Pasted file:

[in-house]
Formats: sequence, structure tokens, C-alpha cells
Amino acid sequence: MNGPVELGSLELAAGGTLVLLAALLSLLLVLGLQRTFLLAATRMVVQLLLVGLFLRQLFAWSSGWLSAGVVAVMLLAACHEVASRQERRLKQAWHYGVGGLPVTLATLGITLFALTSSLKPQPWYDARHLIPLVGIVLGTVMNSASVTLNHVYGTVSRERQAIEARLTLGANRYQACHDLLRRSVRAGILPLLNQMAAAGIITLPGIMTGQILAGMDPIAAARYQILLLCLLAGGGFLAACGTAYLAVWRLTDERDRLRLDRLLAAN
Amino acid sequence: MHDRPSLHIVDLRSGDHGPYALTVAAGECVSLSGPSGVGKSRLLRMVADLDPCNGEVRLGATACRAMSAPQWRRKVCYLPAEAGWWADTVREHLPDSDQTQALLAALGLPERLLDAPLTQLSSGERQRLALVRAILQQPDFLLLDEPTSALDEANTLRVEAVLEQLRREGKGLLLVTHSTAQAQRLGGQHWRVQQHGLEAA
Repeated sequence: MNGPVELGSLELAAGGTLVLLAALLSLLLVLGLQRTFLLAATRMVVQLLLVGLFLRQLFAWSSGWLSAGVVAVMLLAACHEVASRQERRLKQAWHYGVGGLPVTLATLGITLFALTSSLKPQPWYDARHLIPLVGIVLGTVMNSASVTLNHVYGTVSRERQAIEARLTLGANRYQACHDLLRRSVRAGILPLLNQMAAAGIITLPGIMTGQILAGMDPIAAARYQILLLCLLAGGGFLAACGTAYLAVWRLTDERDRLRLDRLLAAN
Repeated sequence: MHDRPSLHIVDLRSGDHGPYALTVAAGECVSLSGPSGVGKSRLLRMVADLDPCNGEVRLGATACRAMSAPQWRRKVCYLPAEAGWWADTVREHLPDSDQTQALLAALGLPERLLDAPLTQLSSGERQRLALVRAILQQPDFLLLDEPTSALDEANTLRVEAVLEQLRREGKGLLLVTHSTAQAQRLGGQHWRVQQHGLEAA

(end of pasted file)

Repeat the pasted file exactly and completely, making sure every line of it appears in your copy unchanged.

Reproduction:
[in-house]
Formats: sequence, structure tokens, C-alpha cells
Amino acid sequence: MNGPVELGSLELAAGGTLVLLAALLSLLLVLGLQRTFLLAATRMVVQLLLVGLFLRQLFAWSSGWLSAGVVAVMLLAACHEVASRQERRLKQAWHYGVGGLPVTLATLGITLFALTSSLKPQPWYDARHLIPLVGIVLGTVMNSASVTLNHVYGTVSRERQAIEARLTLGANRYQACHDLLRRSVRAGILPLLNQMAAAGIITLPGIMTGQILAGMDPIAAARYQILLLCLLAGGGFLAACGTAYLAVWRLTDERDRLRLDRLLAAN
Amino acid sequence: MHDRPSLHIVDLRSGDHGPYALTVAAGECVSLSGPSGVGKSRLLRMVADLDPCNGEVRLGATACRAMSAPQWRRKVCYLPAEAGWWADTVREHLPDSDQTQALLAALGLPERLLDAPLTQLSSGERQRLALVRAILQQPDFLLLDEPTSALDEANTLRVEAVLEQLRREGKGLLLVTHSTAQAQRLGGQHWRVQQHGLEAA
Repeated sequence: MNGPVELGSLELAAGGTLVLLAALLSLLLVLGLQRTFLLAATRMVVQLLLVGLFLRQLFAWSSGWLSAGVVAVMLLAACHEVASRQERRLKQAWHYGVGGLPVTLATLGITLFALTSSLKPQPWYDARHLIPLVGIVLGTVMNSASVTLNHVYGTVSRERQAIEARLTLGANRYQACHDLLRRSVRAGILPLLNQMAAAGIITLPGIMTGQILAGMDPIAAARYQILLLCLLAGGGFLAACGTAYLAVWRLTDERDRLRLDRLLAAN
Repeated sequence: MHDRPSLHIVDLRSGDHGPYALTVAAGECVSLSGPSGVGKSRLLRMVADLDPCNGEVRLGATACRAMSAPQWRRKVCYLPAEAGWWADTVREHLPDSDQTQALLAALGLPERLLDAPLTQLSSGERQRLALVRAILQQPDFLLLDEPTSALDEANTLRVEAVLEQLRREGKGLLLVTHSTAQAQRLGGQHWRVQQHGLEAA